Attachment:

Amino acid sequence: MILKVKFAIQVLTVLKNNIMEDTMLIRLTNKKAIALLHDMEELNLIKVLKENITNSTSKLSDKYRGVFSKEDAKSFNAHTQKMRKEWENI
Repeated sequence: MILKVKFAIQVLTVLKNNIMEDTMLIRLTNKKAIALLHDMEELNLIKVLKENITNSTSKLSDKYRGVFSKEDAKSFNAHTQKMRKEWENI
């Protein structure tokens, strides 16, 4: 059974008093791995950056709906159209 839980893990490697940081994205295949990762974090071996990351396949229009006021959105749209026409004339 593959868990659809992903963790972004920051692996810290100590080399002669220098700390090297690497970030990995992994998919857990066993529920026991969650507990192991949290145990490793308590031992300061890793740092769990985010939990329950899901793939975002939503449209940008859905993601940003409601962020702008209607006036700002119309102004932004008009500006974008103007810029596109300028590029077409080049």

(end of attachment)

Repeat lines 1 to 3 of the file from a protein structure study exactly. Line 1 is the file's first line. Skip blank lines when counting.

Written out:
Amino acid sequence: MILKVKFAIQVLTVLKNNIMEDTMLIRLTNKKAIALLHDMEELNLIKVLKENITNSTSKLSDKYRGVFSKEDAKSFNAHTQKMRKEWENI
Repeated sequence: MILKVKFAIQVLTVLKNNIMEDTMLIRLTNKKAIALLHDMEELNLIKVLKENITNSTSKLSDKYRGVFSKEDAKSFNAHTQKMRKEWENI
């Protein structure tokens, strides 16, 4: 059974008093791995950056709906159209 839980893990490697940081994205295949990762974090071996990351396949229009006021959105749209026409004339 593959868990659809992903963790972004920051692996810290100590080399002669220098700390090297690497970030990995992994998919857990066993529920026991969650507990192991949290145990490793308590031992300061890793740092769990985010939990329950899901793939975002939503449209940008859905993601940003409601962020702008209607006036700002119309102004932004008009500006974008103007810029596109300028590029077409080049």